I'm interested in such things as the difference between how we perceive the world and what the world turns out to be. The difference is between the stories we tell others and the stories we tell ourselves. There is a wonderful Russian saying, which I use as the epigraph of one of my novels, which goes, He lies like an eyewitness. Which is very sly, clever and true.
When you are in your twenties, even if you're confused and uncertain about your aims and purposes, you have a strong sense of what life itself is, and of what you in life are, and might become. Later.. later there is more uncertainty, more overlapping, more backtracking, more false memories. Back then, you can remember your short life in its entirety. Later, the memory becomes a thing of shreds and patches.
I'm one of those writers who started off writing novels and came to writing short stories later, partly because I didn't have the right ideas, partly because I think that short stories are more difficult. I think learning to write short stories also made me attracted toward a paring down of the novel form.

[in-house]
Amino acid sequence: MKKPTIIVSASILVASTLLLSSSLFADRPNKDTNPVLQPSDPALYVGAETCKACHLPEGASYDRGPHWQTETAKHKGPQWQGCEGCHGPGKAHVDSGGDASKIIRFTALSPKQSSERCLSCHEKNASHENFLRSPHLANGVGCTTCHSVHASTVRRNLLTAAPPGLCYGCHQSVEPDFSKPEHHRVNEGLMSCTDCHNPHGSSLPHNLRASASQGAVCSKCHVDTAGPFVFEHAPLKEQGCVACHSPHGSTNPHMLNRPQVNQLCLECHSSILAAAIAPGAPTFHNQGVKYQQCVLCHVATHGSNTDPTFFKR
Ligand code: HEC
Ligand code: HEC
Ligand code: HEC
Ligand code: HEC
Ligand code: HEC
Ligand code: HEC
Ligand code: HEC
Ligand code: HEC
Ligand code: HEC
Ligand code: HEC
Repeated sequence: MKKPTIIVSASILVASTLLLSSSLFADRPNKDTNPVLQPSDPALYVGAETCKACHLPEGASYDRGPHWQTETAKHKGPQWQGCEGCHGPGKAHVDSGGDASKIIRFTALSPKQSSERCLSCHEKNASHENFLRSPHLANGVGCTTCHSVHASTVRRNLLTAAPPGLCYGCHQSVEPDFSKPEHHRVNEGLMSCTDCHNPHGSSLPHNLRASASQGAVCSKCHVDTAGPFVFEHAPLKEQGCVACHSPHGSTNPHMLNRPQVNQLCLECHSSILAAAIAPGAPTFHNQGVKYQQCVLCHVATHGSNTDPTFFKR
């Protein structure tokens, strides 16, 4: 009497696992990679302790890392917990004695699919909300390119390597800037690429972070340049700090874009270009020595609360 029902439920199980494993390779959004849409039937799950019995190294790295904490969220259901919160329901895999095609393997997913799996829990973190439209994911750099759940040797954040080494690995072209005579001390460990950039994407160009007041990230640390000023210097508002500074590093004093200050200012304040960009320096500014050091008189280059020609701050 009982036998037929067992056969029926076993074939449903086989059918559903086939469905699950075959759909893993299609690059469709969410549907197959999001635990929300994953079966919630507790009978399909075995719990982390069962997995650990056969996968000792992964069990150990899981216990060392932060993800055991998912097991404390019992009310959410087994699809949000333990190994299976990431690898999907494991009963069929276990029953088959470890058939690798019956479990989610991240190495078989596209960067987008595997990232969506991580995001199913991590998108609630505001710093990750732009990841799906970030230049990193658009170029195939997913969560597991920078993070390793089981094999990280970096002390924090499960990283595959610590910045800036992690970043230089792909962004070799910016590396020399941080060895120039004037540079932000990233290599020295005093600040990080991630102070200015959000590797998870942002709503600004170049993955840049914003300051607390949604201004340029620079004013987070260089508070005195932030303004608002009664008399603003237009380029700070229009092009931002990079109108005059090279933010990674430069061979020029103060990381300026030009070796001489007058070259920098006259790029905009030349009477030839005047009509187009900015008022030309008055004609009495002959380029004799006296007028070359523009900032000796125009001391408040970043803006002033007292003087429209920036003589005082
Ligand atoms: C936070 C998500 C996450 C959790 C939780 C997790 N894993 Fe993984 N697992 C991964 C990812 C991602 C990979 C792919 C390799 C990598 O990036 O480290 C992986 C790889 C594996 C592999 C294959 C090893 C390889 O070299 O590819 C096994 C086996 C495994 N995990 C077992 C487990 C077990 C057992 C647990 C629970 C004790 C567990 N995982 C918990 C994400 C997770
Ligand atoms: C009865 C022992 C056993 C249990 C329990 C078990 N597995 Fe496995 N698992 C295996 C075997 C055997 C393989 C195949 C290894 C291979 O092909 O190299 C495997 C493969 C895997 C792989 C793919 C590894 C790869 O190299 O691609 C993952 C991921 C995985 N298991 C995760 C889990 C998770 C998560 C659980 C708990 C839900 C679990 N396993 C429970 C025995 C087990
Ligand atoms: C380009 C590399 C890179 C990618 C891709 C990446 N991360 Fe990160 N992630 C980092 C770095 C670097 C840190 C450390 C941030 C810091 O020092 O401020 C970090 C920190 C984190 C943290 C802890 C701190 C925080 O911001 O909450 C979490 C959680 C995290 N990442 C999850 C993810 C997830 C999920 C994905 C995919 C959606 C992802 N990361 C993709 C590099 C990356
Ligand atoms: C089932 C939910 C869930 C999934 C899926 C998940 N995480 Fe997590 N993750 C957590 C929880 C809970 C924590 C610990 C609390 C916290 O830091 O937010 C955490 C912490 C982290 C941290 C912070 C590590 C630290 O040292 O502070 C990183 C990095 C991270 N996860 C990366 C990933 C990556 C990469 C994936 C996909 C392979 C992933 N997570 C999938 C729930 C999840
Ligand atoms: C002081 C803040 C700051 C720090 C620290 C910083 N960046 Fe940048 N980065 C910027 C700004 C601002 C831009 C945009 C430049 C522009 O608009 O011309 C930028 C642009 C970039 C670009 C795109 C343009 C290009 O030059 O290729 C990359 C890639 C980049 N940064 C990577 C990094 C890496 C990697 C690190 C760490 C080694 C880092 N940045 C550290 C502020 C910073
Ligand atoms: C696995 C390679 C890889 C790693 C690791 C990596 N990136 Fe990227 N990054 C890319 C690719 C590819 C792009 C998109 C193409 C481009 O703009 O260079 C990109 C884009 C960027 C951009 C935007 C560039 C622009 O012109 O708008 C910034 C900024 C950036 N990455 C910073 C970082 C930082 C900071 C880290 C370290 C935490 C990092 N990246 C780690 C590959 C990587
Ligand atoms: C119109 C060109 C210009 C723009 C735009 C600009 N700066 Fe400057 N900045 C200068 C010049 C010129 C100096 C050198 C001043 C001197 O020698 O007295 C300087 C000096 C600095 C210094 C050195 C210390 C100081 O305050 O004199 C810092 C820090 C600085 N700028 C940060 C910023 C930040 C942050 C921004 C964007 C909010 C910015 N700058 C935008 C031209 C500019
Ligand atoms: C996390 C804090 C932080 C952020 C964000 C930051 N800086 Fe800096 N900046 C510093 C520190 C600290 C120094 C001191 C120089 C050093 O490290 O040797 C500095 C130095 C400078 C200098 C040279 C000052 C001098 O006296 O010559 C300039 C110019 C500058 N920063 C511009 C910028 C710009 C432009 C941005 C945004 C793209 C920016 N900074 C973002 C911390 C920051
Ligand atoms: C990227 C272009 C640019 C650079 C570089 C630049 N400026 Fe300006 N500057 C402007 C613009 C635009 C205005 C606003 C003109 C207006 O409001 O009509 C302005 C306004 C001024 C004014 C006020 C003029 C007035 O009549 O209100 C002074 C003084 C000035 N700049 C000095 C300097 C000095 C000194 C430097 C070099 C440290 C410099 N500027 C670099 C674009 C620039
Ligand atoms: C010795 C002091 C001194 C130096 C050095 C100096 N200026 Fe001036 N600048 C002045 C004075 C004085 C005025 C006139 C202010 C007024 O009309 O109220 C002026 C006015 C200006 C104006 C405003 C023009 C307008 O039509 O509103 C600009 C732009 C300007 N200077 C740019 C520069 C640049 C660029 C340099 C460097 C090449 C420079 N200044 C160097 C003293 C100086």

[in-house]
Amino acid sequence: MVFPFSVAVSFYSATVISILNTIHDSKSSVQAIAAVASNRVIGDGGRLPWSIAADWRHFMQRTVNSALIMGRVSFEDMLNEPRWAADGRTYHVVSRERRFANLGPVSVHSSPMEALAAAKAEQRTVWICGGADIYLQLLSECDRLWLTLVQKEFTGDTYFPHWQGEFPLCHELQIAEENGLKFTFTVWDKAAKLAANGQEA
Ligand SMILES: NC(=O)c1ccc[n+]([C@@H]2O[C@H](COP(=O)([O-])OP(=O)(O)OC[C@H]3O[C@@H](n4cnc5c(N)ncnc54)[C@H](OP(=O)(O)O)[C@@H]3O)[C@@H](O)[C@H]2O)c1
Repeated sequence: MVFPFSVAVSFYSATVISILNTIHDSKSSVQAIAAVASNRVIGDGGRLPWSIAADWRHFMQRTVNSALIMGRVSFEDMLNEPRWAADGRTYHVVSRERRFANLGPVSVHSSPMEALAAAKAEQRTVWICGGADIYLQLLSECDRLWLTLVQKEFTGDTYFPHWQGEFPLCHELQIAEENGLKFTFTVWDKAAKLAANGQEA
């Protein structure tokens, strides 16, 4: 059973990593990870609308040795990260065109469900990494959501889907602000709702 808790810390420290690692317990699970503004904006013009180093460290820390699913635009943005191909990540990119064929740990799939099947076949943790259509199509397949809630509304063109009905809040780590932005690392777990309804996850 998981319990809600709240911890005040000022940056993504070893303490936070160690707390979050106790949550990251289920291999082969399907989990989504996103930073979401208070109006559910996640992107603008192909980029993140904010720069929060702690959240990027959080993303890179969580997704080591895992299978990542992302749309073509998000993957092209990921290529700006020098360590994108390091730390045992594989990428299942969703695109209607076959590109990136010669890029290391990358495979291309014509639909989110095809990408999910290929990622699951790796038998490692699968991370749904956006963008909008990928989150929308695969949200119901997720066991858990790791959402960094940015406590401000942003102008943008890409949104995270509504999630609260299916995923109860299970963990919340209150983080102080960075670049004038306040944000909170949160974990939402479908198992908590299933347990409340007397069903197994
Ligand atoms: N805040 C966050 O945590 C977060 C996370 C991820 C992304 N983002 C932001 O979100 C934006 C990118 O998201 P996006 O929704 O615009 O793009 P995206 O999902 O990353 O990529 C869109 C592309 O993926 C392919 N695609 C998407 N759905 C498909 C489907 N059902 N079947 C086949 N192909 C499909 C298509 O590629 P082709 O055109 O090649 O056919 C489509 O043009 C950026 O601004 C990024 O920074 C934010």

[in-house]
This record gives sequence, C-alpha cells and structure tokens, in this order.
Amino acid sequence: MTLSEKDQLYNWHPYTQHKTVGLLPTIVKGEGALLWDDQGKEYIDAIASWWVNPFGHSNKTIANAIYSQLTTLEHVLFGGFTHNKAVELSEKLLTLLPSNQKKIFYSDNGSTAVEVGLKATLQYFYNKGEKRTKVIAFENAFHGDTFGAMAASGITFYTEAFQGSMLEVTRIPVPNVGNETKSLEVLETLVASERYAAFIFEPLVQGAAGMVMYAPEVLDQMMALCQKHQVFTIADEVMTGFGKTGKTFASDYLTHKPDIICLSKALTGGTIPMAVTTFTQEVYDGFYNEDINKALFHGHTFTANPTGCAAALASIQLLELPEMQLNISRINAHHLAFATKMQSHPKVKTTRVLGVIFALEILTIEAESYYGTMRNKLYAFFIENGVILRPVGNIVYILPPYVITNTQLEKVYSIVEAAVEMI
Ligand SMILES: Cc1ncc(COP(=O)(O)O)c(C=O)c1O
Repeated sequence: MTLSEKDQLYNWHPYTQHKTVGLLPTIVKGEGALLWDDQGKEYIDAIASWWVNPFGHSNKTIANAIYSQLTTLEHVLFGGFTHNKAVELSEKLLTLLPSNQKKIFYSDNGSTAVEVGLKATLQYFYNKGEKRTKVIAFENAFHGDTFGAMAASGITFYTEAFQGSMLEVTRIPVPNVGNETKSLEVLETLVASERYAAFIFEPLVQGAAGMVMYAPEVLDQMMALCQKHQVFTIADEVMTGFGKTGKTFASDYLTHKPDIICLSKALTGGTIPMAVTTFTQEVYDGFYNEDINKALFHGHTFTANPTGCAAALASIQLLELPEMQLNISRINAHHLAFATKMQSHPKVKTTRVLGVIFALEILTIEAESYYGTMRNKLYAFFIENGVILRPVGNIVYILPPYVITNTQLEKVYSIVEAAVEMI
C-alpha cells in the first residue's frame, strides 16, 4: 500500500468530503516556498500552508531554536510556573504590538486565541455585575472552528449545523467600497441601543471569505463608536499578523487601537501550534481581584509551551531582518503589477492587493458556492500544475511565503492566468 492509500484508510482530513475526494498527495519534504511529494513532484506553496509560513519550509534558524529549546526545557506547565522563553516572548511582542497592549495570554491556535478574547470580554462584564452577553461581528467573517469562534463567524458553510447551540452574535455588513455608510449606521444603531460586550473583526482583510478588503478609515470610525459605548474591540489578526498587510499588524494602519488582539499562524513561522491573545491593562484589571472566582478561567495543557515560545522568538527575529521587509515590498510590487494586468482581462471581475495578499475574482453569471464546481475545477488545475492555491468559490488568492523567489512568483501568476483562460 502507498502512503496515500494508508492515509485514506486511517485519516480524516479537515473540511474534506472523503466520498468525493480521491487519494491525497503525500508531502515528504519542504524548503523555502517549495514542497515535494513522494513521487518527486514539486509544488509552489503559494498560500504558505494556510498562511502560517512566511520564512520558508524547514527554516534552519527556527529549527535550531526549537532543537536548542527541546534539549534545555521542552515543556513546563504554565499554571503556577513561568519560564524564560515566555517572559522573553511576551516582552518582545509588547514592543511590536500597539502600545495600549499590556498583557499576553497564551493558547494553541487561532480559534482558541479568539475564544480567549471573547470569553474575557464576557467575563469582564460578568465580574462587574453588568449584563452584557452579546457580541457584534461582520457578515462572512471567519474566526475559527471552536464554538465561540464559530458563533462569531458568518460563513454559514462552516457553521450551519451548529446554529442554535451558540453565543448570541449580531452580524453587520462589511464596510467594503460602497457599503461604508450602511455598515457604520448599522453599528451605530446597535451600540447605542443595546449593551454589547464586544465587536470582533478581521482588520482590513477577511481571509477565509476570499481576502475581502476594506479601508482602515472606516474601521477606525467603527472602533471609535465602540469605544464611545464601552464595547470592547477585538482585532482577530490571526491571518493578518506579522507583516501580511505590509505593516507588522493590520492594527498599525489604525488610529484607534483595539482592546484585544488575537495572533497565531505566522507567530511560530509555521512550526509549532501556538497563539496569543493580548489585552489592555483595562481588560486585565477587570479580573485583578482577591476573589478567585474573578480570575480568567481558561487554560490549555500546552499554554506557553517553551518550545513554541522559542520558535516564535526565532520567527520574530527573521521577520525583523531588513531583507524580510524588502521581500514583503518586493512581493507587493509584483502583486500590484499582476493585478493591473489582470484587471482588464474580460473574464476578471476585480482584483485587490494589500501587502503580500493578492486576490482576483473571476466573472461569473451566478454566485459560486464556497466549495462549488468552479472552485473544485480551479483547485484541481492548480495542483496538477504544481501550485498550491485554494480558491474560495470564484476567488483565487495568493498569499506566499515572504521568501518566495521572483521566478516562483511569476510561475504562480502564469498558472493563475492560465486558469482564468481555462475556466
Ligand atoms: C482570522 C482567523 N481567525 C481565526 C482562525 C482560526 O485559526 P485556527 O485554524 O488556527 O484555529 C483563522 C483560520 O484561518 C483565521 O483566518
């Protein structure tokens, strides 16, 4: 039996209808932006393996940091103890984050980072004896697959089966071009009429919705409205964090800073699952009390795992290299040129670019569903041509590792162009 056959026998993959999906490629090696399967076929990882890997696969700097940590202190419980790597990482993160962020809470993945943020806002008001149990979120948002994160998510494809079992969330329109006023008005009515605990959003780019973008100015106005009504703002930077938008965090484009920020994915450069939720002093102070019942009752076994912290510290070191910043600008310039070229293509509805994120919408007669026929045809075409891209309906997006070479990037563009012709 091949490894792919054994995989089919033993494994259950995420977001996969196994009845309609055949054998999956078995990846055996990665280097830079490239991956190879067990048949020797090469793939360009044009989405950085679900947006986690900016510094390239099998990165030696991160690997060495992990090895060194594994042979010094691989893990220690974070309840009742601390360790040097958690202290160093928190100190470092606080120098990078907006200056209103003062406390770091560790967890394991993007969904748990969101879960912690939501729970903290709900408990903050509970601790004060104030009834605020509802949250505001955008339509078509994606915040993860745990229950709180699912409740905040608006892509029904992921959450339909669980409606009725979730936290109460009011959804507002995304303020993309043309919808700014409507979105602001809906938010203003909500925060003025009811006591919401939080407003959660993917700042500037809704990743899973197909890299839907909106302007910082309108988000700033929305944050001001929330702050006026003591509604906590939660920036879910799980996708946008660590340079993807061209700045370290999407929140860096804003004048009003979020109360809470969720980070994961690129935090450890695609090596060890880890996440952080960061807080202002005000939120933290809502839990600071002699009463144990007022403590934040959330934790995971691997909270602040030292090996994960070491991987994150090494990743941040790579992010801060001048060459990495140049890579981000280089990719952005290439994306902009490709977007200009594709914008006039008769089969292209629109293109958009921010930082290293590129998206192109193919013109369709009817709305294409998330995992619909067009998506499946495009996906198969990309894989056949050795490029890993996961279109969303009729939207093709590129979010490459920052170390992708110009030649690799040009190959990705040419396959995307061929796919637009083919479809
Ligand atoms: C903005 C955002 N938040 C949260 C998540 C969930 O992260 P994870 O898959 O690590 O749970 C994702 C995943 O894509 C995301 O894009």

I know this much: that there is objective time, but also subjective time, the kind you wear on the inside of your wrist, next to where the pulse lies. And this personal time, which is the true time, is measured in your relationship to memory.
I remember laughing with relief that the same old adolescent boredom goes on from generation to generation. ...the words took me back to my own years of stagnancy, and that terrible waiting for life to begin. [p. 68]